_Project_1 - Exercise 1: Chapter 2, Question 1: Everyone's...

Info iconThis preview shows pages 1–2. Sign up to view the full content.

View Full Document Right Arrow Icon
Exercise 1: Chapter 2, Question 1: Everyone’s Gasoline Problem. The most significant driver the in the price of gasoline is the price of the main raw material i.e. crude oil. Over the last year oil and thus gas prices have fluctuated, but increased on an average owing to the following factors. 1.) Increase in Demand: According to OPEC (p.25, OPEC Monthly Oil Market Report, December 2010) the combination of “massive governmental stimulus plans around the world … a faster-than -expected recovery in the world economy and the very low baseline in 2009” contributed to oil demand rising in 2010 by 2.2 million barrels/day according to the EIA http://www.eia.doe.gov/emeu/steo/pub/contents.html ). As a result of the increased demand gas prices nationally have increased by 18.4%, a trend that we in Chicago have also experienced firsthand http://chicagogasprices.com/retail_price_chart.aspx ). Both OPEC and the EIA expect the trend of rising demand and hence prices to continue into 2011 and anticipate that the increases in demand will be driven largely by developing countries. 2.) Controlled Supply: Close to 80% of the world’s oil supply is controlled by 12 countries that make up OPEC. They have formed an oligopoly that controls prices by controlling the supply of oil. Therefore although world demand for crude oil has risen sharply supply has not risen at the same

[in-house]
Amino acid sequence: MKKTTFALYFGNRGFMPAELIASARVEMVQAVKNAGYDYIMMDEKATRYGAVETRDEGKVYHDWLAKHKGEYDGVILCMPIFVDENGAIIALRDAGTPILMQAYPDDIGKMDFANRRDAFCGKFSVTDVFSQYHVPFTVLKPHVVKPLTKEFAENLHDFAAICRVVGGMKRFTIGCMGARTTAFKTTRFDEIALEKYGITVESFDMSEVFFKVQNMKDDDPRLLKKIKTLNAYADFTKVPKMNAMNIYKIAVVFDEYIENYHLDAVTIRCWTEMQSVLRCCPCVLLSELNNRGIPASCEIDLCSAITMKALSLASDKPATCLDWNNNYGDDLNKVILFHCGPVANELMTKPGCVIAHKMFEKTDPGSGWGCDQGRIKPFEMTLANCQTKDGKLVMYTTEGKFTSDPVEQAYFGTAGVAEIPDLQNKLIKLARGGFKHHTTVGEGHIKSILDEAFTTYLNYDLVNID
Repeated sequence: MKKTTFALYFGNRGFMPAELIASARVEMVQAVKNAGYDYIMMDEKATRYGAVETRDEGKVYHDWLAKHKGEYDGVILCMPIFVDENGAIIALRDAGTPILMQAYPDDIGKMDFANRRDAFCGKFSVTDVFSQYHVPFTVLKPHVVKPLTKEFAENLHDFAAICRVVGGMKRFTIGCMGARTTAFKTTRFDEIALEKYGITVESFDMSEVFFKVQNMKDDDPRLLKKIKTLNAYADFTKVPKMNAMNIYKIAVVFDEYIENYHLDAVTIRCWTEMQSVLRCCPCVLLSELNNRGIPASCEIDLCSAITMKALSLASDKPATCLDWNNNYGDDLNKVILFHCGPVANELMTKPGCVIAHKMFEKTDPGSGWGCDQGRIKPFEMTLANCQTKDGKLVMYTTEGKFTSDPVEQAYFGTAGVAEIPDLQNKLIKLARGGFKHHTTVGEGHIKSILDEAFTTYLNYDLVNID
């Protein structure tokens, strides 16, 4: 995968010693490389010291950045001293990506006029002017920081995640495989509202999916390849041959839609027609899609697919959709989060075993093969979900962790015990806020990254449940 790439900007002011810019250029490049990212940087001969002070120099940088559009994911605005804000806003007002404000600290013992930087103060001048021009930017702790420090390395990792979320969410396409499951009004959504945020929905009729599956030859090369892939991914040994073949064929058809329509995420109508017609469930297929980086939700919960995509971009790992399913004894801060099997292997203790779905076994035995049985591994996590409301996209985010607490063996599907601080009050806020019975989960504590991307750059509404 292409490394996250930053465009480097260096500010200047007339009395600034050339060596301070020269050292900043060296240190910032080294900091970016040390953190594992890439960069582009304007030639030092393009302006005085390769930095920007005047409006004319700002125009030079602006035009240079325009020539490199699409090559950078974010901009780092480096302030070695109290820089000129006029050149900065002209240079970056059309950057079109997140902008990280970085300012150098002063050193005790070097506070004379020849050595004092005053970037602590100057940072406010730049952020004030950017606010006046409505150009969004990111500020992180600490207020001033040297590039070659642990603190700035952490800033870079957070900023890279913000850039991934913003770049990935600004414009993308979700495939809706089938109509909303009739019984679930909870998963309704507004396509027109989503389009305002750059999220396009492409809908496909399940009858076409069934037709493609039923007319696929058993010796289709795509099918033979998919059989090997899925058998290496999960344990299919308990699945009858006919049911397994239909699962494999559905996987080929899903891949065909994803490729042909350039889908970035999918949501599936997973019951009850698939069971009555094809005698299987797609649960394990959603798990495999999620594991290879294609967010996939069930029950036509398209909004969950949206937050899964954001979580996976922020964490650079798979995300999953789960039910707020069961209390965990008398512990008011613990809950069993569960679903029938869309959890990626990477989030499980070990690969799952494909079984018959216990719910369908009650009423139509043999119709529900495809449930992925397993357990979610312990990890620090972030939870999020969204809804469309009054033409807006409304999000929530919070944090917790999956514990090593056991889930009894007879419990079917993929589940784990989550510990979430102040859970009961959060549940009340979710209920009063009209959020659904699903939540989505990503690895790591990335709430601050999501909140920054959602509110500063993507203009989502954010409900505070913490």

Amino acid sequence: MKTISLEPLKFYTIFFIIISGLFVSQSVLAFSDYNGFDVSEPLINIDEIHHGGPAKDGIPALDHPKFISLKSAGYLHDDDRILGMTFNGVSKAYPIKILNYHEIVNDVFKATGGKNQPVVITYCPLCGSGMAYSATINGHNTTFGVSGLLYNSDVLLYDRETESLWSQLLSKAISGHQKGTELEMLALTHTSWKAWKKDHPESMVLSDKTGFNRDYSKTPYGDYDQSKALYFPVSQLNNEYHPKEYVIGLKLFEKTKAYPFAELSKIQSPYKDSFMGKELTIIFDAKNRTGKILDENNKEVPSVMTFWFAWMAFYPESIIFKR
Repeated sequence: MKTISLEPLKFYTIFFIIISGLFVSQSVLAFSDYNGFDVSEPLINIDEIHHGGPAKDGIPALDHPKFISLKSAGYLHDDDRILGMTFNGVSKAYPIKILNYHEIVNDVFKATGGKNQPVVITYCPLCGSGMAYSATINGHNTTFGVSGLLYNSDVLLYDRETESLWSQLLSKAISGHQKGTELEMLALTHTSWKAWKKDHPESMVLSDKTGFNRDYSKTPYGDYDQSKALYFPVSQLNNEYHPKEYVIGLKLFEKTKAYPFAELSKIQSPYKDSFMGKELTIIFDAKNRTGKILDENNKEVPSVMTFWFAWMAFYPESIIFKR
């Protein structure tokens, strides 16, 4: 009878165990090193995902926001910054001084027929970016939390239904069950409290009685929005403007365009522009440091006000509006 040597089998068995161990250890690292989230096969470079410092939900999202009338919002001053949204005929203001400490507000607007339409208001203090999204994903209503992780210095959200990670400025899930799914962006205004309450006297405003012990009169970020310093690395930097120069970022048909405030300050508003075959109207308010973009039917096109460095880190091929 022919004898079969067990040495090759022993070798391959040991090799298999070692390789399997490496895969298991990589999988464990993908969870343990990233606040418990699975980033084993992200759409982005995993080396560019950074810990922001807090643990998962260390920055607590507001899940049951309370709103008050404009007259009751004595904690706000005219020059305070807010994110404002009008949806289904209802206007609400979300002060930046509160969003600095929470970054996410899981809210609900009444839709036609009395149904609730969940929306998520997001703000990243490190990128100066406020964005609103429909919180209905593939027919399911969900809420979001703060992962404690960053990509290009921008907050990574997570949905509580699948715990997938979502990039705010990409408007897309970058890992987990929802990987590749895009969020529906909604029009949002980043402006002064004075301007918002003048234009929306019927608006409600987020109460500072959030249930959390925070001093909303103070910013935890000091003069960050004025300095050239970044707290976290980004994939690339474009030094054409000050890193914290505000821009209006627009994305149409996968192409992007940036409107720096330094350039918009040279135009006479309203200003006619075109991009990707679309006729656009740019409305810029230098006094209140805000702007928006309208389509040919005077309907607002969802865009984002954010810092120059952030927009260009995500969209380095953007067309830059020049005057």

Background image of page 1

Info iconThis preview has intentionally blurred sections. Sign up to view the full version.

View Full DocumentRight Arrow Icon
Image of page 2
This is the end of the preview. Sign up to access the rest of the document.

Page1 / 4

_Project_1 - Exercise 1: Chapter 2, Question 1: Everyone's...

This preview shows document pages 1 - 2. Sign up to view the full document.

View Full Document Right Arrow Icon
Ask a homework question - tutors are online